Throughout Robinson's 66-year life span, the world changed dramatically.  In 1876, Alexander Graham Bell invented the telephone (Diagram Group, 141).  The first heavier-than-air flight was successfully completed by the Wright Brothers in 1903, and Henry Ford began manufacturing Model T cars in 1908 (141).  When Robinson was 45, the First World War began and lasted until 1918 (141).
           Robinson alone did not witness these changes.  Other poets that wrote during Robinson's time include Mark Twain, Henry Adams, Jack London and Edgar Lee Masters.  These writers, like Robinson, were from the realist and naturalist eras.  Although they embellished somewhat, as most writers eventually do, the realists like Mark Twain kept things like they were and nothing more or less.  The naturalists such as Henry Adams and Jack London believed in natural laws and did not encourage paranormal explanations.  These counterparts of E. A. Robinson most likely influenced his writing because of the popularity of the style.
          During Robinson's writing periods, he created many poems.  Among them, some of the most widely recognizable are "Isaac and Archibald," "Miniver Cheevy," "Richard Cory," "The Man Against the Sky," and "Tristram."  The theme of death and things gone by arises in poems such as "An Old Story," and "Exit."  At the end of "An Old Story," the last two lines are:

I never knew the worth of him
Until he died
(Untermeyer, Louis, ed., 118).

        "Exit" is about the remorse a speaker feels for the death of a person who they treated badly while that person was still alive.  The last line is:

May we now venture to be kind
(Untermeyer, Louis, ed., 118).

         These lines remind the reader of death while teaching morals, saying that people should not take others for granted because they often do not know what they have until it is gone.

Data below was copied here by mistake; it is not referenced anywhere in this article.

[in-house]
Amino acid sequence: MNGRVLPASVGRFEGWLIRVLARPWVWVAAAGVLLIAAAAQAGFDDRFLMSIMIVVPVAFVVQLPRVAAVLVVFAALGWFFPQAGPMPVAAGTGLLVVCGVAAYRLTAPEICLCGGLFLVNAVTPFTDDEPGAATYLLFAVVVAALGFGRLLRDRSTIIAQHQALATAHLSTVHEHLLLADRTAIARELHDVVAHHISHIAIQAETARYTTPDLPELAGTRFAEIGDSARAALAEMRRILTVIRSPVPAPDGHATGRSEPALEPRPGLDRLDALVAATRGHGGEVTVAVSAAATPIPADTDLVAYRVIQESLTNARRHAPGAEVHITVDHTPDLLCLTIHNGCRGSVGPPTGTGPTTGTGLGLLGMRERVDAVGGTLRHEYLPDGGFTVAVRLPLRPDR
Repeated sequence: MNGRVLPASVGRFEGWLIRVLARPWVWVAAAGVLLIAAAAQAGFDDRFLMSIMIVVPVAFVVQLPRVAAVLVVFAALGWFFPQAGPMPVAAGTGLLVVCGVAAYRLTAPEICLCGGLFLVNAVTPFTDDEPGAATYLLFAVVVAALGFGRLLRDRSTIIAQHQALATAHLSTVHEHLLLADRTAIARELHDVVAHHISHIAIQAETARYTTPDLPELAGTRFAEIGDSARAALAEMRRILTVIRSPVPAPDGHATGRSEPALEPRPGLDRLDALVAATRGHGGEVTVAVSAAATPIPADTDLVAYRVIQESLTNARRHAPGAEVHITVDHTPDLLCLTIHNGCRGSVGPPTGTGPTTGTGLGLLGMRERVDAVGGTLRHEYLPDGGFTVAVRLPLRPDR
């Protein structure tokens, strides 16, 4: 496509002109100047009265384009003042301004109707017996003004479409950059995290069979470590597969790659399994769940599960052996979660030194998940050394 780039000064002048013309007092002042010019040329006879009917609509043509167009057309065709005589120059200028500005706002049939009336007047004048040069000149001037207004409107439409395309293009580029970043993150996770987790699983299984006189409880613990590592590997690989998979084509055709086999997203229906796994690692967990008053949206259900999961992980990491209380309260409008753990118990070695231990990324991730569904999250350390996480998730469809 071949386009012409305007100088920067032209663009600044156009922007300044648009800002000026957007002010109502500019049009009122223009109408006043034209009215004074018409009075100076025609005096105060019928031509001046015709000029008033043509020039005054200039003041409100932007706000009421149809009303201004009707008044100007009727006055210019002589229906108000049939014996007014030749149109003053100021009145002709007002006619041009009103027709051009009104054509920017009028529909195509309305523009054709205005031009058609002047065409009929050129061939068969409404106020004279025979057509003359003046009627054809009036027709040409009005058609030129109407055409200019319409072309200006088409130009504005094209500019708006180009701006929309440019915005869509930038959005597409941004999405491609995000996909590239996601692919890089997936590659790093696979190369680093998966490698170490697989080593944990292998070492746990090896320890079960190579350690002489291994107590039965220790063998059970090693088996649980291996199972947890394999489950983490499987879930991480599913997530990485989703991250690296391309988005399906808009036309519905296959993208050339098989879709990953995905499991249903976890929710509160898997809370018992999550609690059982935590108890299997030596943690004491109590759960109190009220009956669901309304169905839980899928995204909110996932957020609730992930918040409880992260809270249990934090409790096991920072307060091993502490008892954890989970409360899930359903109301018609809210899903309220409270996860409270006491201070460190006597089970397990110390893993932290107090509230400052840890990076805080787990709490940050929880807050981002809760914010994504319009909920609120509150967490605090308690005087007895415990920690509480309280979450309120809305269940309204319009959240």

Both positive and negative criticism has been written about Robinson's poetry.  Mixing the two together, Louis Coxe wrote "(Robinson's poetry is) Not as good as Shakespeare's, or Sophocles, but in the very front rank of American Writers"(Coxe, Louis, 525).  "Dry and mechanical writing" is a defect of Robinson's which Coxe points out happens occasionally (523).  Aside from that, Louis Coxe writes that Robinson is a "poet of true vision and unimpeachable honesty"( 523).  Another critic of Robinson is Allen Tate, who claims that "Mr. Robinson's genius is primarily lyrical"("Richard Cory," 121).  Other criticism includes that of W.R. Robinson, who wrote about Tilbury Town, saying it was a "place of spiritual crassness and blindness"(121).
        In the poem "Miniver Cheevy," Edwin Arlington Robinson writes about a man who yearns for the days of old.

Miniver Cheevy, child of scorn,
Grew lean while he assailed the seasons;
He wept that he was ever born,
And he had reasons.

Miniver loved the days of old
When swords were bright and steeds were prancing;
The vision of a warrior bold
Would set him dancing.

Miniver sighed for what was not,
And dreamed, and rested from his labors;
He dreamed of Thebes and Camelot,
And Priam's neighbors.

Miniver mourned the ripe renown
That made so many a name so fragrant;
He mourned Romance, now on the town,
And Art, a vagrant.

Miniver loved the Medici,
Albeit he had never seen one;
He would have sinned incessantly
Could he have been one.

Miniver cursed the commonplace
And eyed a khaki suit with loathing;
He missed the mediæval grace
Of iron clothing.

Miniver scorned the gold he sought,
But sore annoyed was he without it;
Miniver thought, and thought, and thought,
And thought about it.

Miniver Cheevy, born too late,
Scratched his head and kept on thinking;
Miniver coughed, and called it fate,
And kept on drinking
("Miniver Cheevy," 1-2).

        In the first stanza, Miniver Cheevy is introduced as a "child of scorn," which is perhaps how Miniver views his time period, as one of distaste due to his want for the old days.  It could also mean Miniver was born into a family that was ungrateful for his birth, and as a result treated him with disdain.  This ties into the third line of the stanza:

He wept that he was ever born.
The last line of the first stanza:
And he had his reasons.

        Foreshadows that Miniver Cheevy's reasons for weeping would be explained in the following stanza.

Miniver loved the days of old